APCW Perspectives Weekly
Taxing Tournament Poker to Death?

by , Sep 7, 2007 | 4:57 am

Good stuff from J Todd and friends, as is generally the case, to those of us interested in the socio-political-economic waves (and butterfly effects) of the poker biz.

In this week’s episode:

  • New British gambling laws go into effect. The moralists fear “normalisation.”
  • APCW takes on NPR for their gambling-law coverage.
  • New American tax on poker winnings chaps some hides.
  • Brokeback Harbor.

Yeow. The tax thing is pretty big, I think. (It’s gotta be enough to make Eskimo Clark’s heart skip a beat, yo.) From what I can tell, it doesn’t seem to take into account losses. And the 25 percent … perhaps a tax-minded Pokeratizen can clarify for us … is this in addition to standard income tax that all poker players dutifully report on their W-2Gs?

I mean it’s hard enough for low-stakes players to beat the rake. Now high-stakes players face a juice that seems almost impossible to successfully swallow.

UPDATE: Found a little more good information via Lou Krieger. His take makes it seem just that all casinos have to be like Harrah’s now, and automatically withhold the taxes, that’s all. Sucks, sure, but understandable? Unacceptable? Undesirable?

8 Comments to “APCW Perspectives Weekly
Taxing Tournament Poker to Death?

  1. In the ‘Sphere - September 7th « Sphere

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  2. Tom Schneider

    I don’t think this is a big deal, but it might be of huge benefit to some poker players like a forced savings plan. Many players will get a nice refund at the end of the year.

  3. itsoverjonny

    Dan – This isn’t any new “tax”. It is simply a requirement that the payor withhold 25% of the payouts, just like any employer withholds from payroll checks. You taxes due are still determined in the same method as always, and the taxes on gambling winnings are calculated the same way as they were before this new rule. Basically, as Tom alluded to, it means that big tournament winners who manage to blow their winnings won’t find themselves with a huge tax bill with their 1040 form the next year that they cannot afford to pay, and it’s possible that they owe less tax than was withholded, in which case they are entitled to a refund. I’m guessing this is probably a pretty big problem, or this would not have been enacted. Also, keep in mind that other than casinos owned by Harrahs, most that I have encountered do not issue a W-2G at all. For instance, if you win a big prize at Bellagio, standard practice has been for them to give you racks of those beautiful Flags and Cranberries and other casino chips and send you on your way – no paperwork necessary. This practice will also tighten up a lot of winnings that probably go unreported and therefore untaxed.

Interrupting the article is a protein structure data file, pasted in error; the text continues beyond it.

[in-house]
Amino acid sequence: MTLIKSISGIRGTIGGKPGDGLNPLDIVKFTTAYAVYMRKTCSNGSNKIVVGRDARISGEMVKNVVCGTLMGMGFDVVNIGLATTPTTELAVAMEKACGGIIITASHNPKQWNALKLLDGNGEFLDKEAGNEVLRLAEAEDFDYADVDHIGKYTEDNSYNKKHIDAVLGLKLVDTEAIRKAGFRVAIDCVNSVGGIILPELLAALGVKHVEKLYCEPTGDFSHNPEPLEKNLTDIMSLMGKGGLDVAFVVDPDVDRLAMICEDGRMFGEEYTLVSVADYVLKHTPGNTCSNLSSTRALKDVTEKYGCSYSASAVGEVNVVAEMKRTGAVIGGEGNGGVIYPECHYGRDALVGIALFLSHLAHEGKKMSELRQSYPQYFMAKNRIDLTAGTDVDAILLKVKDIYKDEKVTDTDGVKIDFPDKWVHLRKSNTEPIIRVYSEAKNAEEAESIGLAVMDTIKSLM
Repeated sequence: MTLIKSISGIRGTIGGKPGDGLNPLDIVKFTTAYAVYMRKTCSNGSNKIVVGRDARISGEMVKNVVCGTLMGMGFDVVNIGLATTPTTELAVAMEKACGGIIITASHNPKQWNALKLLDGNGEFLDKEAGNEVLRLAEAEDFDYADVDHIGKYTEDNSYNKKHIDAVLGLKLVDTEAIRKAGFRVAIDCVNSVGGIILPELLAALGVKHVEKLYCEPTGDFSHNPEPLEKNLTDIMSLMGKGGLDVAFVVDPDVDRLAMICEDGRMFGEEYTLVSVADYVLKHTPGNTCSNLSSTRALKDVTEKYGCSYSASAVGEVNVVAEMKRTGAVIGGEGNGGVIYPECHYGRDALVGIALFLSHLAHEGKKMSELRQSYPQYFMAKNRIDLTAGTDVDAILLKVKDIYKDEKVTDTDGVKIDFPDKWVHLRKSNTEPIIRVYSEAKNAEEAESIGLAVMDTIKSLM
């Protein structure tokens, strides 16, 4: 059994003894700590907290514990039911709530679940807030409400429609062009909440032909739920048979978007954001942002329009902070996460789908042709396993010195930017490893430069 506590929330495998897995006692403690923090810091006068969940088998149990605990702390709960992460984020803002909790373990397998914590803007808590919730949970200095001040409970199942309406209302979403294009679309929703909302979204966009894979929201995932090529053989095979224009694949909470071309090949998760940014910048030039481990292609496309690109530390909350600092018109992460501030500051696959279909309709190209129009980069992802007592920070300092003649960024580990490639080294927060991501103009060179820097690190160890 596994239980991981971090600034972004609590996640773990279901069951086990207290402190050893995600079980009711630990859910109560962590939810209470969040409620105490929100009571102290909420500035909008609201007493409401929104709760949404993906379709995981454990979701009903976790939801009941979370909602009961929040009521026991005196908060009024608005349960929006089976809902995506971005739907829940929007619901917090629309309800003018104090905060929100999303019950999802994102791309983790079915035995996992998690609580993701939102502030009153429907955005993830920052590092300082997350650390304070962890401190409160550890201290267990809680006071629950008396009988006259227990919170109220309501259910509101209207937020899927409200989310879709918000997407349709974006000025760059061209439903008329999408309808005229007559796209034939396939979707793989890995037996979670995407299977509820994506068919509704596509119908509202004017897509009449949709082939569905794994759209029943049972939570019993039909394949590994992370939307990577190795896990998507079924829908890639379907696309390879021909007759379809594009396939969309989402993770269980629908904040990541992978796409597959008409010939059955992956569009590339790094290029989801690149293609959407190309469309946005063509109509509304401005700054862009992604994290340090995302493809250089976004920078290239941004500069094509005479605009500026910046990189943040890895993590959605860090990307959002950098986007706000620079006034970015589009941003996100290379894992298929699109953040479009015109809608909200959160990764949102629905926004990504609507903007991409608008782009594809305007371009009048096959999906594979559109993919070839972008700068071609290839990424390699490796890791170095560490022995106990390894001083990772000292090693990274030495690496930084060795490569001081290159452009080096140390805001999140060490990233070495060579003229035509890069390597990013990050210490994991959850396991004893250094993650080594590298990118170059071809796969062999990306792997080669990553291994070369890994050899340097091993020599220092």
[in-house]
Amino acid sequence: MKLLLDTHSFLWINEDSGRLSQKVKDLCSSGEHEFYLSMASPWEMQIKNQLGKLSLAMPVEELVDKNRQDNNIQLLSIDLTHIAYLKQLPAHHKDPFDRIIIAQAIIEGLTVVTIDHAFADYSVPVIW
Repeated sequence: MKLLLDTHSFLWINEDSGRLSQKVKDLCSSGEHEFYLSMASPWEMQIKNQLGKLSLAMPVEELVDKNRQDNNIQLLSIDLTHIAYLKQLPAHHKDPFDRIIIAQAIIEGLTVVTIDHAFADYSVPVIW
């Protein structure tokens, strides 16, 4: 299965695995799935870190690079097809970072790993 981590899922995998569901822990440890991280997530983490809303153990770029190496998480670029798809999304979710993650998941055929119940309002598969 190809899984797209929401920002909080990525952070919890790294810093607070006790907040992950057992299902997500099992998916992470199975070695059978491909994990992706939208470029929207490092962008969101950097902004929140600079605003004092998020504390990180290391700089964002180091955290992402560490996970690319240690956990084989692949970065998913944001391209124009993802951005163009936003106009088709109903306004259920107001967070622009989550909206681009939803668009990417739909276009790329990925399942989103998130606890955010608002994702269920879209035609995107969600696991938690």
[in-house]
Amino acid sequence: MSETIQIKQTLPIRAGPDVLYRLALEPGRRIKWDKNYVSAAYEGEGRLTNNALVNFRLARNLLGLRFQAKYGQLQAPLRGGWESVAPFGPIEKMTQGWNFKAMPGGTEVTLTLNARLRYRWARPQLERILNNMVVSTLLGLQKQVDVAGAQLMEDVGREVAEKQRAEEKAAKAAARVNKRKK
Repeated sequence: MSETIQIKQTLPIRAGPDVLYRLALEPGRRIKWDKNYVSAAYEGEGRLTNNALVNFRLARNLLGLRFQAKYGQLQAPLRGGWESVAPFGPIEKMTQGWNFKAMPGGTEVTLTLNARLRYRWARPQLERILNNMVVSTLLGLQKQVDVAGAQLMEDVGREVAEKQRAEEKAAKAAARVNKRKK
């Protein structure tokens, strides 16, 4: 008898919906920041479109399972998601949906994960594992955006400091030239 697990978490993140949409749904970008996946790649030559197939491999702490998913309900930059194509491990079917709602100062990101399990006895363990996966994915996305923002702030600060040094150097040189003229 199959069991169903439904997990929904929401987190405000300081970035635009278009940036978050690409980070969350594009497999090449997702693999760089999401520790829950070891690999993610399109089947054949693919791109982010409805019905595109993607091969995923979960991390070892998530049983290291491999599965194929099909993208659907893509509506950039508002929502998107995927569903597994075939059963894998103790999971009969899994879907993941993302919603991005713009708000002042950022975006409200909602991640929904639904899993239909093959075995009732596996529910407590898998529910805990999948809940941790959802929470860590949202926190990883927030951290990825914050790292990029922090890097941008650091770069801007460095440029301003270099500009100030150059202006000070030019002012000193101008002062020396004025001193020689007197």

If poker players are whining, it’s just because they will now have to be more diligent about their taxes like the rest of the country if they expect to pay the correct amount of tax and get refunds if they are so entitled. For some, it means that they are actually going to have to actually start filing returns and actually paying their taxes.

    Also, to answer your question on the other site, a Form 5750 basically allocates a payment correctly to the various recipients of the payment, eventhough the payor may have reported different amounts on the W-2G’s that it filed with the IRS. For instance, let’s say that you and I are heads up at the final table in a tournament, and the remaining prize pool is $100k for 1st and $50k for second. You and I agree to an even chop ($75k each) and play out the tournament for the bracelet. The casino is going to give one of us a W-2G for $100k and the other one for $50k along with the prize money/chips, and you and I would settle up on the chop. The Form 5750 allows us to report the actual allocation of the payment so that one of us isn’t stuck paying taxes on the extra $25k that the other of us received. So basically, any time there is a chop or other arrangement that varies the payments from those that were scheduled, the 5750 comes into play. It should have always been used, but tournament winners that may have been less-than-diligent about their taxes before now need to be more careful to avoid paying the taxes of others.

    Another common application of a Form 5750 is if a group of people (for instance, an office pool) buy a winning lottery ticket. One person will likely “officially” claim the lottery winnings and have them reported to his SSN, and the Form 5750 is used to correctly report the allocation of the monies to the various winning parties.

  4. DanM

    ***beautiful Flags and Cranberries***

    I think I know what a flag is — $5,000 chip — but what’s a cranberry?

    Everything else you and Tom say makes sense. Doesn’t sound bad at all. Yeah taxes!

  5. itsoverjonny

    Cranberries are Bellagio’s $25,000 chips – named due to their color.

  6. DanM

    So are $25k chips anywhere called cranberries, or only at Bellagio? I saw some $25k chips at Caesar’s, and I believe they were brown in color.

  7. tom schneider

    25k chips at Bellagio are most commonly called pancakes.

  8. Pokerati | Texas hold’em blog » Blog Archive » Chip Nicknames

    […] Itsoverjonny’s comment on the post below has me thinkin’bout nicknames for chips used in cash-game poker and as casino currency. I know they exist, and know most a few three of them, but not all. Perhaps some of you who have played more regularly with the different denominations can help me fill in the blanks? Thanks in advance for your assistance. […]